Diagnostic validation

We performed a diagnostic validation in all patients scoring positive to one or more of the screening criteria. The diagnoses were classified as epilepsy, acute symptomatic seizures and/or psychogenic non-epileptic seizures by an epileptologist with extensive experience in the field (EB) in consensus with three psychiatrists (AV, OKD and SGS). The diagnostic validation was informed by a review of complete psychiatric and somatic medical records from the local hospital (available data 1987 – 2020), including admission reports, progression notes, discharge reports, electroencephalography (EEG) recordings, brain imaging, and medication history.

A diagnosis of epilepsy was set according to the 2017 revised International League Against Epilepsy criteria [9]. Acute symptomatic seizures and psychogenic non-epileptic seizures were also diagnosed according to current definitions [10,11,12].

Definitions

Definite epilepsy

Recurrent unprovoked epileptic seizures or at least one unprovoked seizure associated with factors suggesting a high relapse risk [9].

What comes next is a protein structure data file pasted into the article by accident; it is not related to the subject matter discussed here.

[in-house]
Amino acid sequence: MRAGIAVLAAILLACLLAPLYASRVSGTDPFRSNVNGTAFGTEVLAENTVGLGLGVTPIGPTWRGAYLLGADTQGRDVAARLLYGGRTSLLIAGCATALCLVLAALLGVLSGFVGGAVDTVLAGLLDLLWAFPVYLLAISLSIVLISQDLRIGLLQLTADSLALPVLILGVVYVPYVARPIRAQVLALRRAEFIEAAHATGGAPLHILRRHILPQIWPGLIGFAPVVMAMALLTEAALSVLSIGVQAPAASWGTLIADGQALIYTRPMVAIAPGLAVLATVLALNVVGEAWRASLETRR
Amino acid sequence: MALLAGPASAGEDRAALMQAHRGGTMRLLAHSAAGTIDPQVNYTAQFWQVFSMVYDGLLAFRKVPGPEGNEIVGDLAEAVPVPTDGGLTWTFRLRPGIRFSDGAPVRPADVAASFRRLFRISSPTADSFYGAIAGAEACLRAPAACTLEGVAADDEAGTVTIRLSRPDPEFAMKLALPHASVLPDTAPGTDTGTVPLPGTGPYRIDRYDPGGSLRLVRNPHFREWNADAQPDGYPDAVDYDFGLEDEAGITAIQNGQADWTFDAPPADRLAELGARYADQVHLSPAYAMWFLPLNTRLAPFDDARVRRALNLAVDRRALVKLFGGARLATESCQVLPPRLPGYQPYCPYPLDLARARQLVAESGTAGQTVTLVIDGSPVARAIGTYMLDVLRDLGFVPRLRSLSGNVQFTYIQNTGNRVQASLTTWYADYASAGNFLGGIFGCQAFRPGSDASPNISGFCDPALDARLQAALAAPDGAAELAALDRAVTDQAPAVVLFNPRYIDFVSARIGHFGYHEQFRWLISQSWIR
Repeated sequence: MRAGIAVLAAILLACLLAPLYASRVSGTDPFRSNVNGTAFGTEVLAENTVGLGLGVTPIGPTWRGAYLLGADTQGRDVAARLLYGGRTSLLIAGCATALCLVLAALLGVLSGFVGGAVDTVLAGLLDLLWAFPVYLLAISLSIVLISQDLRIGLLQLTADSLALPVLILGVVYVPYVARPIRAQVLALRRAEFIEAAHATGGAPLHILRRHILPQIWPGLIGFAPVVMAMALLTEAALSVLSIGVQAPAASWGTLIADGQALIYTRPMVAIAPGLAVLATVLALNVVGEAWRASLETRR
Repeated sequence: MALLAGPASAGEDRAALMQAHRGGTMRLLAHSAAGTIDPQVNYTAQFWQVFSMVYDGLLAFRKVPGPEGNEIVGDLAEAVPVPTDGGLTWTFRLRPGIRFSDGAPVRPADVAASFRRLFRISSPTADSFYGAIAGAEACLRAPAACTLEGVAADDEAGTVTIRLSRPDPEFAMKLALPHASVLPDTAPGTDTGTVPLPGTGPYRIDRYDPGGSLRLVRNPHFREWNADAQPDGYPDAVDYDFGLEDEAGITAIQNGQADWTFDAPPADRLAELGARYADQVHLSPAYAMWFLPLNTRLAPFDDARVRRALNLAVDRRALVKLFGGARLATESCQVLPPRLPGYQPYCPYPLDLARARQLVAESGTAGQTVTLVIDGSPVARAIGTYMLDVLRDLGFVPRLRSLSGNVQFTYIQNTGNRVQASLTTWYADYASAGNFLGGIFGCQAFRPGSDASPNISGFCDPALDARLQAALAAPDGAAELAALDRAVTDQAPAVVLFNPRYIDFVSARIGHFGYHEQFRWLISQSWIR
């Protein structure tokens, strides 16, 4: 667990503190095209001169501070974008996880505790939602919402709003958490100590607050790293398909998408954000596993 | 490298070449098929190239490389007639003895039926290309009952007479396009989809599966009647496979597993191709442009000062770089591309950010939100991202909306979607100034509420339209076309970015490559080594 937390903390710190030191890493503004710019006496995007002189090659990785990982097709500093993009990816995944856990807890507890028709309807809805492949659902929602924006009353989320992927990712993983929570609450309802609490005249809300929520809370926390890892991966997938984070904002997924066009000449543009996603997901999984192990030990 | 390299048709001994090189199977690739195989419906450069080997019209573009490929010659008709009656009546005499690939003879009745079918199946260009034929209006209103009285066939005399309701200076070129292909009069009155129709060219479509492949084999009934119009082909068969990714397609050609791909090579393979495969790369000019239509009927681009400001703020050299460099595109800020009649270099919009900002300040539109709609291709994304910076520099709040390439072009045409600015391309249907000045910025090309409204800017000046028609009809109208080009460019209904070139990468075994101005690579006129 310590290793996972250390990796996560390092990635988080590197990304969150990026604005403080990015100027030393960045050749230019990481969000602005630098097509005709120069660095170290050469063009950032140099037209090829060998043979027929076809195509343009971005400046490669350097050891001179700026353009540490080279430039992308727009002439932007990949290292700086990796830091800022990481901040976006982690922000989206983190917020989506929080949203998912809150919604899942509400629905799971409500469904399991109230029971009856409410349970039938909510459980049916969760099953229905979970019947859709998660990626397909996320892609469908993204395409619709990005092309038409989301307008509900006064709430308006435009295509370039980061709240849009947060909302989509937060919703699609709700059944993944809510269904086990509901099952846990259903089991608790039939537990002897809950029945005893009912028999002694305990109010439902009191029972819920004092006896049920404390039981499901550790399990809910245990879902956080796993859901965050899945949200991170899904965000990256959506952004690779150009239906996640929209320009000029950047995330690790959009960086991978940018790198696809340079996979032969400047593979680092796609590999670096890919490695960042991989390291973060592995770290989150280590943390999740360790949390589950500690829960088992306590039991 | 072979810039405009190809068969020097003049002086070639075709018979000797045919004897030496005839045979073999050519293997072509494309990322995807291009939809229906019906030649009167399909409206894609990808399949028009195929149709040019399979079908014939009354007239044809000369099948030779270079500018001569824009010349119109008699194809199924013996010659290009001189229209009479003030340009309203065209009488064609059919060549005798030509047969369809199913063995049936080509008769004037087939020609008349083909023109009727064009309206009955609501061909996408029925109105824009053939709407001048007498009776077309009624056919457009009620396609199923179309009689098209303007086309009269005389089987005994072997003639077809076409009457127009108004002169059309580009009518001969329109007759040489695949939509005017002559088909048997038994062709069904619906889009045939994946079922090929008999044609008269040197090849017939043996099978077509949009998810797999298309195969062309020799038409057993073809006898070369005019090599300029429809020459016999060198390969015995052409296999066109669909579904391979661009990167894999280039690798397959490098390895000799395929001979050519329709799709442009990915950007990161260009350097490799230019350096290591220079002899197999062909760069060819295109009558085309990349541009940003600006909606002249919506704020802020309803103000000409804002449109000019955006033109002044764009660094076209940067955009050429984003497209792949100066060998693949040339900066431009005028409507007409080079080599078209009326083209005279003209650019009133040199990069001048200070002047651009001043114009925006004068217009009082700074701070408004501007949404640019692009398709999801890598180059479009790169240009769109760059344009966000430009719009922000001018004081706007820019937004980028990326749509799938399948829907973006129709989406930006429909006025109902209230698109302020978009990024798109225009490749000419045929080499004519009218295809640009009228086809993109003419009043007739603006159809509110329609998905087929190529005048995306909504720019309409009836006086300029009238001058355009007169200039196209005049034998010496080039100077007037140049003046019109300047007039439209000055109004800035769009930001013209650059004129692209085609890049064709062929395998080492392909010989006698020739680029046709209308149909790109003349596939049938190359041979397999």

Probable (possible) epilepsy

Conditions encompassing one seizure with “risks, but not very high risks, for having another”, as well as for situations with limited information as to the cause of seizures [9].

Active epilepsy

Established epilepsy with current treatment or at least one seizure within the last 5 years [13].

Epilepsy resolved

Seizure freedom for > 10 years with no treatment for epilepsy > 5 years [9].

Acute symptomatic seizure

Epileptic seizures provoked by a clearly identifiable proximate cause, such as evident excessive exposure to drugs and toxic substances [10].

Psychogenic non-epileptic seizure

A paroxysmal alteration in motor, sensory, autonomic, or cognitive functions that are not associated with ictal epileptiform activity and occur in the context of psychosocial vulnerabilities [12, 14].

Group characteristics

Covariables were defined as age, sex, educational status, main diagnosis on admission, substance use and psychotropic medications.

Educational status was categorized into groups consisting of no completion of primary school (< 10 years), high school (13 years), bachelor, master, and Ph. D. degree.